Posts by loaf_of_bread

1) Questions and Answers : Wish list : Questions about the license and the project (Message 92073)
Posted 18 Mar 2020 by loaf_of_bread
I can answer part of your question. Universities retain ownership of their intellectual property so that they can bring in enough revenue to continue the research they are doing.

I can understand universities need money to operate, but then it should be explicitly stated that the project is not entirely "not for profit".
This case is also special because people donate their computing power to the project, hoping their contributions will help making discoveries everyone will benefit from.
After reading the license I'm not sure if this is true anymore. Maybe if people knew they're contributing to someones proprietary code, they wouldn't do it at all.
I actually saw people not wanting to use your software because of that and I'm myself considering whether it's worth it.
Since the code is proprietary, people can't be sure what exactly they're running - it could be a structure for life-saving protein, a bitcoin miner or a structure of a molecule that could be used as a chemical weapon, since I saw some parts of the project are founded by DARPA. They call your project a botnet.
How can I trust you my computing power is used for a good purpose? Is there a database, where I can check effects of those computations?
What exactly is the "data" mentioned by the license? If by data you mean everything that is send from my computer to your servers, then I can't be sure anything becomes public.
If they open-sourced everything, how would they bring in money to continue moving ahead?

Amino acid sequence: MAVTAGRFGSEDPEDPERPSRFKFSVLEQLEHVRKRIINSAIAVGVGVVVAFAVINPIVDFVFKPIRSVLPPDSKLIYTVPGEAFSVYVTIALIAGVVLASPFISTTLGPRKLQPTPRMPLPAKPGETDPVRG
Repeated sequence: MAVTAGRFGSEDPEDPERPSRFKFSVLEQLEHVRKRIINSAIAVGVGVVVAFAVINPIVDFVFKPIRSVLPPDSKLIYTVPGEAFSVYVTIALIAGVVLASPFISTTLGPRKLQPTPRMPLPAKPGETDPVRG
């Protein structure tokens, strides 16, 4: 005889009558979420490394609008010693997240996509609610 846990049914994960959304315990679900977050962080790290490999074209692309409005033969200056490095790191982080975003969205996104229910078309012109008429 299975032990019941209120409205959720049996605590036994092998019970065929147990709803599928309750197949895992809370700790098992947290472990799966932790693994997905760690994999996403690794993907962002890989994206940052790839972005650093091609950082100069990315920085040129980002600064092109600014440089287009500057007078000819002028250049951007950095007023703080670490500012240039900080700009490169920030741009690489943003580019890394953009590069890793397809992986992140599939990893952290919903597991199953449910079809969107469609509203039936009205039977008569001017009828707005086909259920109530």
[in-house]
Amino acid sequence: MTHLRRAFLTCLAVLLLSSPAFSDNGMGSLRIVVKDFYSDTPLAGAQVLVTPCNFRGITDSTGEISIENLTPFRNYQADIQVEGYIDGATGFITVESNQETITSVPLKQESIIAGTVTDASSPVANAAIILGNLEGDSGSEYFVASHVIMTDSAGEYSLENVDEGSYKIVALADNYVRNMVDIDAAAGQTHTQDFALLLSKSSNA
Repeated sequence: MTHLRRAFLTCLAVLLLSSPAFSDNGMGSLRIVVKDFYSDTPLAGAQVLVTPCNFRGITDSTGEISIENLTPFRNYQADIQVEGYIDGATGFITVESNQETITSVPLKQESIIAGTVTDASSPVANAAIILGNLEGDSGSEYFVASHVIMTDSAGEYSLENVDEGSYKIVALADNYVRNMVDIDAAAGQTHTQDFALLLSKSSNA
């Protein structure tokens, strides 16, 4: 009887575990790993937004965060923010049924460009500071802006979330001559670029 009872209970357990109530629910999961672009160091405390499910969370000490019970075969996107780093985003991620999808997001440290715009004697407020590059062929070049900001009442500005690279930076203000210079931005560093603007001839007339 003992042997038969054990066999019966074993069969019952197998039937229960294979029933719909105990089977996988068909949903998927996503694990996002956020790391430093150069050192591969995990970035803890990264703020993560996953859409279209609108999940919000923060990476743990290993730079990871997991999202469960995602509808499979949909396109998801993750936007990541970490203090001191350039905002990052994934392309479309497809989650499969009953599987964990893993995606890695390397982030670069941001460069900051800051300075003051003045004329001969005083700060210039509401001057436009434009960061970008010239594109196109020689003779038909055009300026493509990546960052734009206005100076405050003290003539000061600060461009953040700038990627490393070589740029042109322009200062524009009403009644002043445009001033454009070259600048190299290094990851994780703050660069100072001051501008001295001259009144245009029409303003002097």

There are companies and scientific projects living only from creating libre tools that can be trusted, providing support and customizing them, see examples:
Even CERN decided to drop proprietary software, because it is more expensive to maintain and it can't be trusted (
There's enough money in the world. By making the project open, you could get more contributors, donors, companies, specialists and even governments helping like with the EU Horizon Project.
Everyone benefits as far as the goal of Rosetta@home is making science and improving the world.

And the business model where developers get paid not for the actual programming, but for restricting freedom of people who donate their computing power is kinda lame and unethical.
Make the project actually not for profit and free for everyone, or buy your own cluster to power your proprietary computations yourself.
2) Questions and Answers : Wish list : Questions about the license and the project (Message 92040)
Posted 18 Mar 2020 by loaf_of_bread

i couldn't really find a good place to ask some questions about the project, hope this is a good place.
There are a few unclear things about Rosetta@home - on the website you say the project is "Rosetta@home is not for profit",
but when I checked the license, I found it confusing that "You may not use the data received or obtained by Rosetta in any way for any purpose" and "Distribution of Rosetta is prohibited". What is the reason for such restrictions in a project that's not for profit? If I can't use the data processed on my machine with my computing power, then who can?
Are the effects of my volunteering free for everyone to use, or are they someones property?
Is there a source code for computations that you do on my computer? I know BOINC is under the LGPL, but why is the rosetta@home code restricted by nonfree EULA?
If the project is really not for profit, why not release the source code for community to improve and learn from?
I also don't know how related are those things with Rosetta@home, but Foldit and Rosetta commons require having paid license.
If work I do on my computer is used to improve those commercial products, then your project is for profit.

Is the website unclear on purpose?

©2023 University of Washington